On April 3, 2020, Michigan Governor Whitmer issued Executive Order 2020-36 that bars employers from discharging, disciplining, or otherwise retaliating against employees for staying home when they are at particular risk of infecting others with the COVID-19 coronavirus.

According to the order, employers cannot discharge, discipline, or otherwise retaliate against the following workers who stay home during the COVID-19 state of emergency:

  1. Workers who test positive for COVID-19 or who display one of the principal symptoms of COVID-19, such as fever, atypical cough, or atypical shortness of breath.
    • These workers must be allowed to remain in their home or place of residence until three days have passed since their symptoms have resolved and seven days have passed since their symptoms first appeared or since they were swabbed for the test that yielded the positive result.
  2. Workers who have had close contact with an individual who tests positive for COVID-19 or with an individual who displays one or more of the principal symptoms of COVID-19
    • These workers must be allowed to remain in their home or place of residence until either 14 days have passed since the last close contact with the sick or symptomatic individual, or the symptomatic individual receives a negative COVID-19 test.

Employers must treat these workers as if they were taking medical leave under the Michigan Paid Medical Leave Act. If the employee has no paid leave, then the leave may be unpaid. Employers are permitted, but not required, to use the employee’s accrued leave for the time that the employee is off for the above reasons.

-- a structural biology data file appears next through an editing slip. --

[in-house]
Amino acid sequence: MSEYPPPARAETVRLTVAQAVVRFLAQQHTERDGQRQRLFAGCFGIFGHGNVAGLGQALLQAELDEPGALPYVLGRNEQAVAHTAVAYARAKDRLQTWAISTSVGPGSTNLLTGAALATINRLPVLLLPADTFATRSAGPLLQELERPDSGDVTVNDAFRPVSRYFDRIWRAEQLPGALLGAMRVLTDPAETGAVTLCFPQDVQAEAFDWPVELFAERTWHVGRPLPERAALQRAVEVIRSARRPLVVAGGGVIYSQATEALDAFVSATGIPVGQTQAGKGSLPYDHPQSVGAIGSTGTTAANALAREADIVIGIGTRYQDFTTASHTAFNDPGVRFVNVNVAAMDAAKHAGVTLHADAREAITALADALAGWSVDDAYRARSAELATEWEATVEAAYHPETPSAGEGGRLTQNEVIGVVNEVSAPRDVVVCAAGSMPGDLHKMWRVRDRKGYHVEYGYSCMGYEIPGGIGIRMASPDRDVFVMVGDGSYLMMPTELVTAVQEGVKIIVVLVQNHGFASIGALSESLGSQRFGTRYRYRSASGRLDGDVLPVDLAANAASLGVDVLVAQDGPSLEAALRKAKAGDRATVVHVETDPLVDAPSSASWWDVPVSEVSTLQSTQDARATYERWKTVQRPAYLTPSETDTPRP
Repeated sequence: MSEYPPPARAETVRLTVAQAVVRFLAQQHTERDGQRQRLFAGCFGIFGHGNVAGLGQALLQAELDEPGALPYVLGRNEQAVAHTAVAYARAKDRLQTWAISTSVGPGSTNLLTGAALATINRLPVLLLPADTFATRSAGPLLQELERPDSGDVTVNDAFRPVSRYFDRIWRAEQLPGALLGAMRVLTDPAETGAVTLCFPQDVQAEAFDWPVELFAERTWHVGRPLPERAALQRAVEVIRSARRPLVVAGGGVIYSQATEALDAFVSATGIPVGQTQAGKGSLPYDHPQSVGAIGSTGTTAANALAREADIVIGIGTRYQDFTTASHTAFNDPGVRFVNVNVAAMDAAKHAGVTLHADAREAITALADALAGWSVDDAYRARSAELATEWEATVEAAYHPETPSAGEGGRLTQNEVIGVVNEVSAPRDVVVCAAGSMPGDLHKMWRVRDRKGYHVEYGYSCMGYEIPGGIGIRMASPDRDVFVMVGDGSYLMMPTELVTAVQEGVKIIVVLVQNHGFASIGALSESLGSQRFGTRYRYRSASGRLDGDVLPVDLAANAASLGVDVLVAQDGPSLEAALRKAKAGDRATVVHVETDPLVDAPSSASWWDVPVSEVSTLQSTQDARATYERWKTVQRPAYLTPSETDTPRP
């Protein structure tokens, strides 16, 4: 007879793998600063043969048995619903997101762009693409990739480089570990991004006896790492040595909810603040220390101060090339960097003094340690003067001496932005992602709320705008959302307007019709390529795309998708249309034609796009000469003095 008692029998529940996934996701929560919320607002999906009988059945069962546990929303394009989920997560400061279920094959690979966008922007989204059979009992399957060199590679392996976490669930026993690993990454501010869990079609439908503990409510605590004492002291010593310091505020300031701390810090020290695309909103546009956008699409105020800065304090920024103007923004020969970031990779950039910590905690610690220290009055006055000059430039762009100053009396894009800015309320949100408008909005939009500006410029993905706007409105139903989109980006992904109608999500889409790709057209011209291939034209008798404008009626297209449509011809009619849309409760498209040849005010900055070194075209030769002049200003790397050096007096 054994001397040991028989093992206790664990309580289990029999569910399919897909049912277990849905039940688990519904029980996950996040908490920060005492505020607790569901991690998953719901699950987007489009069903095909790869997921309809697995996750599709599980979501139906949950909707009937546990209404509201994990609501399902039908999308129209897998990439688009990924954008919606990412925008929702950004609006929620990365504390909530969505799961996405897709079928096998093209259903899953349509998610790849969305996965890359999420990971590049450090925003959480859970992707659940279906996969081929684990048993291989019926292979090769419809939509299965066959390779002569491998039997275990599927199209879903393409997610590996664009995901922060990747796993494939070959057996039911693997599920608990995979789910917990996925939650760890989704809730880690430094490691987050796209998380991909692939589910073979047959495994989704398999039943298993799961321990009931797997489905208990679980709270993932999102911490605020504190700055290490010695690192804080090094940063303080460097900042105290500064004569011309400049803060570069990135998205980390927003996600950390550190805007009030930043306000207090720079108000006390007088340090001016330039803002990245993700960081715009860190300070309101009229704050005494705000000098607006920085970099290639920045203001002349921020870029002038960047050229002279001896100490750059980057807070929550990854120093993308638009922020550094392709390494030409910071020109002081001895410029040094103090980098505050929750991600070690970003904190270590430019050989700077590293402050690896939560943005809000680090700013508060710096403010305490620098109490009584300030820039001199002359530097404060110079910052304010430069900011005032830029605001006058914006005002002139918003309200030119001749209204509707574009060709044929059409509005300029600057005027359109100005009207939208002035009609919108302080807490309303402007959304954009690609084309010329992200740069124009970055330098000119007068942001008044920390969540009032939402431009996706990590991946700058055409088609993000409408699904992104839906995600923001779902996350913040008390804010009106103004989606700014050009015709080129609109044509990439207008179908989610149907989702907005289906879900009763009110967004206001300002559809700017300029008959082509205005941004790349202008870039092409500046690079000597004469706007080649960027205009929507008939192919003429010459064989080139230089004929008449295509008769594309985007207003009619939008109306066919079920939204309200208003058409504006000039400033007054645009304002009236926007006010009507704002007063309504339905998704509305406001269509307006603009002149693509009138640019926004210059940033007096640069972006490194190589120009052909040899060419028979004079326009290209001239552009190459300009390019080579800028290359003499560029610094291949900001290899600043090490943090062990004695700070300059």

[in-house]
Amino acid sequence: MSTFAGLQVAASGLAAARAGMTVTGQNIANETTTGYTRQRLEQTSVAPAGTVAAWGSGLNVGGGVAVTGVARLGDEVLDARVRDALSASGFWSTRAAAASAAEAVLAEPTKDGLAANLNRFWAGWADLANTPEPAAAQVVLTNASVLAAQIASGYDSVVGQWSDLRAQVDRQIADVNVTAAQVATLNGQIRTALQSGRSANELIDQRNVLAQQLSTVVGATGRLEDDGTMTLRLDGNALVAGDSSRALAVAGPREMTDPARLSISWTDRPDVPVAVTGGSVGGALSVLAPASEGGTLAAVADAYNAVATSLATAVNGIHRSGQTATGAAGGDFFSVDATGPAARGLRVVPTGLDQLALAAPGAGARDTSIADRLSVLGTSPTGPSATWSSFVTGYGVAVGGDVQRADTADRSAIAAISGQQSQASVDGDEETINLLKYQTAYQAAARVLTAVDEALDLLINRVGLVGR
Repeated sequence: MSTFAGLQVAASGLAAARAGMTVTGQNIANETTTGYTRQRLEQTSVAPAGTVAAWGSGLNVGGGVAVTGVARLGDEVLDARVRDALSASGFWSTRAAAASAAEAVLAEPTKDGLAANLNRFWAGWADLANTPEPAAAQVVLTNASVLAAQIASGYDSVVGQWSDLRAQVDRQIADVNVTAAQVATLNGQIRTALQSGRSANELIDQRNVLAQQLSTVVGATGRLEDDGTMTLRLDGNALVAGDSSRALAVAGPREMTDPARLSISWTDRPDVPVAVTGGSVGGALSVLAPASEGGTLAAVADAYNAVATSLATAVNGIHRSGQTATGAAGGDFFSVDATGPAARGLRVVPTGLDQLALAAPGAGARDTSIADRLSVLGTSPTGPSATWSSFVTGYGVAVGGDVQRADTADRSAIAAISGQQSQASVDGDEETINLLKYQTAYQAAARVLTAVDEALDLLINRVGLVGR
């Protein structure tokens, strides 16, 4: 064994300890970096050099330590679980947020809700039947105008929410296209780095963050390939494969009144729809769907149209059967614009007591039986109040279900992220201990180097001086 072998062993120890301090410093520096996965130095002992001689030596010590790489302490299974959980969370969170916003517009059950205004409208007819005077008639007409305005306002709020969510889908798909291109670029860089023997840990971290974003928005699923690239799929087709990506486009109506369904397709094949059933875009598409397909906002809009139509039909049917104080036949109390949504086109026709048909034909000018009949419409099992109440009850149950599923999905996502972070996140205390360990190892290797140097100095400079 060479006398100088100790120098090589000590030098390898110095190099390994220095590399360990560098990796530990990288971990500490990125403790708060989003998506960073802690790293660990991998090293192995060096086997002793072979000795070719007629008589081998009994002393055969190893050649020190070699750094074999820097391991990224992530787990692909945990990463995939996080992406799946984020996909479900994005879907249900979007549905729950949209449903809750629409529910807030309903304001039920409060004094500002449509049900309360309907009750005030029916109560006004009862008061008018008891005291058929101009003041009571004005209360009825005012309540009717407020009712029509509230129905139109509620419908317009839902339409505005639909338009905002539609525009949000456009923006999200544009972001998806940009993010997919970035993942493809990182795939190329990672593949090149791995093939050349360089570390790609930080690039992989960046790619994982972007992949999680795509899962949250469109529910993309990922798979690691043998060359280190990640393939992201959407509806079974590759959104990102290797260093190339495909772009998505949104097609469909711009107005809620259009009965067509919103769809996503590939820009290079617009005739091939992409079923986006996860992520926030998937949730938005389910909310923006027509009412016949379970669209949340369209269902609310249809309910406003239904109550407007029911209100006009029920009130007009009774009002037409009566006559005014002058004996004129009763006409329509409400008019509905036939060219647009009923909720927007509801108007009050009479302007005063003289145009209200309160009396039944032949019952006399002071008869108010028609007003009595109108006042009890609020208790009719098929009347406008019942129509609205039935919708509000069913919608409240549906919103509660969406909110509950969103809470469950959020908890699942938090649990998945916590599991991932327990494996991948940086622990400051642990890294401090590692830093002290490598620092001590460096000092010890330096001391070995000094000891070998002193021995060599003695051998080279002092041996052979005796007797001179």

However, an employer may still discharge or discipline an employee:

  • Who is allowed to return to work after the conditions that caused their COVID-19 leave under the order resolve, but declines to do so;
  • With the employee’s consent; or
  • For any other reason that is not unlawful.

Governor Whitmer’s order does not apply to certain classes of employees, such as:

  • Health care workers
  • First responders
  • Workers at a health care facility
  • Workers at correctional facilities

These employees are excluded from the mandate provided that their employers’ rules governing occupational health allow them to return to work.

If you need assistance with workplace issues arising from the COVID-19 pandemic, please contact the employment law attorneys at Sommers Schwartz today. We are working remotely and are still on the case and here to help.